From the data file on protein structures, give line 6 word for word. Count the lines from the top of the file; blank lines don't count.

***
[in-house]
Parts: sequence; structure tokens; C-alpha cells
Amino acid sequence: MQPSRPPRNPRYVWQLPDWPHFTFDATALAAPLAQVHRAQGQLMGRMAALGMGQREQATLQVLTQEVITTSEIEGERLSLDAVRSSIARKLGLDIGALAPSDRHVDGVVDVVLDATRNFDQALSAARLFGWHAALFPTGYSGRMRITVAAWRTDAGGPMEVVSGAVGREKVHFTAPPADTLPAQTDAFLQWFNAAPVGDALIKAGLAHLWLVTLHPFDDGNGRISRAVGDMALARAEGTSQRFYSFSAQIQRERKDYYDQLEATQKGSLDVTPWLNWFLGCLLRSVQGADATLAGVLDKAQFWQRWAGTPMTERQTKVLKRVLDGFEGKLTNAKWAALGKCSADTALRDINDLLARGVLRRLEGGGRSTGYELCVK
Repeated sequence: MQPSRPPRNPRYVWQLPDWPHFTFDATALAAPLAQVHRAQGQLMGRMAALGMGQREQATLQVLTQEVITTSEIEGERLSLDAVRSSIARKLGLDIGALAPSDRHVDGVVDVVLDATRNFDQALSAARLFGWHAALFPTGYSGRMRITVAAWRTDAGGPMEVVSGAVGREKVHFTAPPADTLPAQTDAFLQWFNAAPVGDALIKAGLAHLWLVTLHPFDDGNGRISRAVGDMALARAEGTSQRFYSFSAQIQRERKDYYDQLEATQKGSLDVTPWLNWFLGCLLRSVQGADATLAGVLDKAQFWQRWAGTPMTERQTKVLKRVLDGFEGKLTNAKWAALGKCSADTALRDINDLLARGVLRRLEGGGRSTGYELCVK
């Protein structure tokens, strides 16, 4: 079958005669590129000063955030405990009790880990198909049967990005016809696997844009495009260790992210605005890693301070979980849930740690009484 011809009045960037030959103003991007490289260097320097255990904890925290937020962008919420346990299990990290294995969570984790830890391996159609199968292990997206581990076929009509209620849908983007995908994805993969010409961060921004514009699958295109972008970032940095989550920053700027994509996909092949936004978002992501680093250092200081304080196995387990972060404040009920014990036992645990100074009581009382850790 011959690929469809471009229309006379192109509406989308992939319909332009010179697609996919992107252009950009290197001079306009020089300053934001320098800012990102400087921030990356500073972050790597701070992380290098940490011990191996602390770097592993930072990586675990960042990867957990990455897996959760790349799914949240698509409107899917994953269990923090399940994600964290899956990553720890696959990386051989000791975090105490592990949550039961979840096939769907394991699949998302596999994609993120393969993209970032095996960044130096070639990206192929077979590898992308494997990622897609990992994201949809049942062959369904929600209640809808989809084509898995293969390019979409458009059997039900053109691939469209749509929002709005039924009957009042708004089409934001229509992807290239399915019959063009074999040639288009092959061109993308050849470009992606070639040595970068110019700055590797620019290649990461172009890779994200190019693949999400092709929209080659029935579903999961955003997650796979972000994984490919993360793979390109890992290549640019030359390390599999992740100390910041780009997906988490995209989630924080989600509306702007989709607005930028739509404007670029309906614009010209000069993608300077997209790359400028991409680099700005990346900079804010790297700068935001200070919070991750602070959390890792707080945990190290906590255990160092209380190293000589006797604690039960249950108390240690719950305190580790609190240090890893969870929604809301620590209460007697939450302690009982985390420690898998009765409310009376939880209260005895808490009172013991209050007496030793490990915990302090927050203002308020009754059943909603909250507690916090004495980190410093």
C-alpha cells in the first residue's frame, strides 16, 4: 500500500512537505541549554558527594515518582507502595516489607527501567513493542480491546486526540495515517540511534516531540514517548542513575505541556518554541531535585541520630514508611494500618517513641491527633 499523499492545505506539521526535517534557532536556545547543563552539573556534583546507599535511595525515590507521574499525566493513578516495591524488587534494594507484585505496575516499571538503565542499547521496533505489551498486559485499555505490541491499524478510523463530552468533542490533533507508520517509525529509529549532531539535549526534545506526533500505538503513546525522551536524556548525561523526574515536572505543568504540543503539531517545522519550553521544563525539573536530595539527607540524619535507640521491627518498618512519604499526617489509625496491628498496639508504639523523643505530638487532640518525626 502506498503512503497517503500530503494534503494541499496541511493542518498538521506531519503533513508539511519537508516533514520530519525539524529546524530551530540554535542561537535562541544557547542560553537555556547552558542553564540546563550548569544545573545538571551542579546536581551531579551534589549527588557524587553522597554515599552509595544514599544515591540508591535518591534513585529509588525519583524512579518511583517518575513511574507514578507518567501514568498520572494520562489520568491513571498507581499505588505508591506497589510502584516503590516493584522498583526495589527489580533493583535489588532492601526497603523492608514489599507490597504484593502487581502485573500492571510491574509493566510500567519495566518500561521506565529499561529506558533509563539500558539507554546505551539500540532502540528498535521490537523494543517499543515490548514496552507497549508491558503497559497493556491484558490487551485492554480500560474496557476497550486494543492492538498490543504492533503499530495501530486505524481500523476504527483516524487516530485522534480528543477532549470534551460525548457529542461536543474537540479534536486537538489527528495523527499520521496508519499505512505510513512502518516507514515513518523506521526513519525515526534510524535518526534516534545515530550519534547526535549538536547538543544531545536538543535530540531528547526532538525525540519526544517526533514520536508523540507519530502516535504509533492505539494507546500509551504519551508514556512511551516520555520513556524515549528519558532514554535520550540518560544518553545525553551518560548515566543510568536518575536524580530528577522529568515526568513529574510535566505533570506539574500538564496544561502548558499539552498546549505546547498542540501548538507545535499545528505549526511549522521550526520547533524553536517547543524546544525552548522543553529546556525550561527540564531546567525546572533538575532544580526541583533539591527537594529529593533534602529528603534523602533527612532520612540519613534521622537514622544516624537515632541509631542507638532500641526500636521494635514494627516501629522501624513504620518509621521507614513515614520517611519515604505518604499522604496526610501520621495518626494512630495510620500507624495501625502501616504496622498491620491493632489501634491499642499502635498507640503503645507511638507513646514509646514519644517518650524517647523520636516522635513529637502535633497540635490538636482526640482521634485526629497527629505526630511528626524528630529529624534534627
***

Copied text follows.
C-alpha cells in the first residue's frame, strides 16, 4: 500500500512537505541549554558527594515518582507502595516489607527501567513493542480491546486526540495515517540511534516531540514517548542513575505541556518554541531535585541520630514508611494500618517513641491527633 499523499492545505506539521526535517534557532536556545547543563552539573556534583546507599535511595525515590507521574499525566493513578516495591524488587534494594507484585505496575516499571538503565542499547521496533505489551498486559485499555505490541491499524478510523463530552468533542490533533507508520517509525529509529549532531539535549526534545506526533500505538503513546525522551536524556548525561523526574515536572505543568504540543503539531517545522519550553521544563525539573536530595539527607540524619535507640521491627518498618512519604499526617489509625496491628498496639508504639523523643505530638487532640518525626 502506498503512503497517503500530503494534503494541499496541511493542518498538521506531519503533513508539511519537508516533514520530519525539524529546524530551530540554535542561537535562541544557547542560553537555556547552558542553564540546563550548569544545573545538571551542579546536581551531579551534589549527588557524587553522597554515599552509595544514599544515591540508591535518591534513585529509588525519583524512579518511583517518575513511574507514578507518567501514568498520572494520562489520568491513571498507581499505588505508591506497589510502584516503590516493584522498583526495589527489580533493583535489588532492601526497603523492608514489599507490597504484593502487581502485573500492571510491574509493566510500567519495566518500561521506565529499561529506558533509563539500558539507554546505551539500540532502540528498535521490537523494543517499543515490548514496552507497549508491558503497559497493556491484558490487551485492554480500560474496557476497550486494543492492538498490543504492533503499530495501530486505524481500523476504527483516524487516530485522534480528543477532549470534551460525548457529542461536543474537540479534536486537538489527528495523527499520521496508519499505512505510513512502518516507514515513518523506521526513519525515526534510524535518526534516534545515530550519534547526535549538536547538543544531545536538543535530540531528547526532538525525540519526544517526533514520536508523540507519530502516535504509533492505539494507546500509551504519551508514556512511551516520555520513556524515549528519558532514554535520550540518560544518553545525553551518560548515566543510568536518575536524580530528577522529568515526568513529574510535566505533570506539574500538564496544561502548558499539552498546549505546547498542540501548538507545535499545528505549526511549522521550526520547533524553536517547543524546544525552548522543553529546556525550561527540564531546567525546572533538575532544580526541583533539591527537594529529593533534602529528603534523602533527612532520612540519613534521622537514622544516624537515632541509631542507638532500641526500636521494635514494627516501629522501624513504620518509621521507614513515614520517611519515604505518604499522604496526610501520621495518626494512630495510620500507624495501625502501616504496622498491620491493632489501634491499642499502635498507640503503645507511638507513646514509646514519644517518650524517647523520636516522635513529637502535633497540635490538636482526640482521634485526629497527629505526630511528626524528630529529624534534627